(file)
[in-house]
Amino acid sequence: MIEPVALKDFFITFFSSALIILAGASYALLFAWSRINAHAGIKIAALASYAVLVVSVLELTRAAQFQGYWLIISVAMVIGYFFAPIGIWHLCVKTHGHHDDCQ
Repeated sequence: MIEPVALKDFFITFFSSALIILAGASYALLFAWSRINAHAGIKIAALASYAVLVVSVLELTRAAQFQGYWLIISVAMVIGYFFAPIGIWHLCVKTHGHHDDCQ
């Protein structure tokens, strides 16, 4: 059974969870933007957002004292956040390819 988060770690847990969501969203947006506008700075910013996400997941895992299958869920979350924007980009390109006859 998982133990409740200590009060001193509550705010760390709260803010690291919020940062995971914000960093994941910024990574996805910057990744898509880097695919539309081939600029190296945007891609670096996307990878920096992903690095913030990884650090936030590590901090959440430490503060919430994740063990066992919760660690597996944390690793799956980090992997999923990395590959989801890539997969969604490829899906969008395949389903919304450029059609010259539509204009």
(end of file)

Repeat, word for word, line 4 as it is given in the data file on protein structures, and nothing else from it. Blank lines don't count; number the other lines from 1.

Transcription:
């Protein structure tokens, strides 16, 4: 059974969870933007957002004292956040390819 988060770690847990969501969203947006506008700075910013996400997941895992299958869920979350924007980009390109006859 998982133990409740200590009060001193509550705010760390709260803010690291919020940062995971914000960093994941910024990574996805910057990744898509880097695919539309081939600029190296945007891609670096996307990878920096992903690095913030990884650090936030590590901090959440430490503060919430994740063990066992919760660690597996944390690793799956980090992997999923990395590959989801890539997969969604490829899906969008395949389903919304450029059609010259539509204009």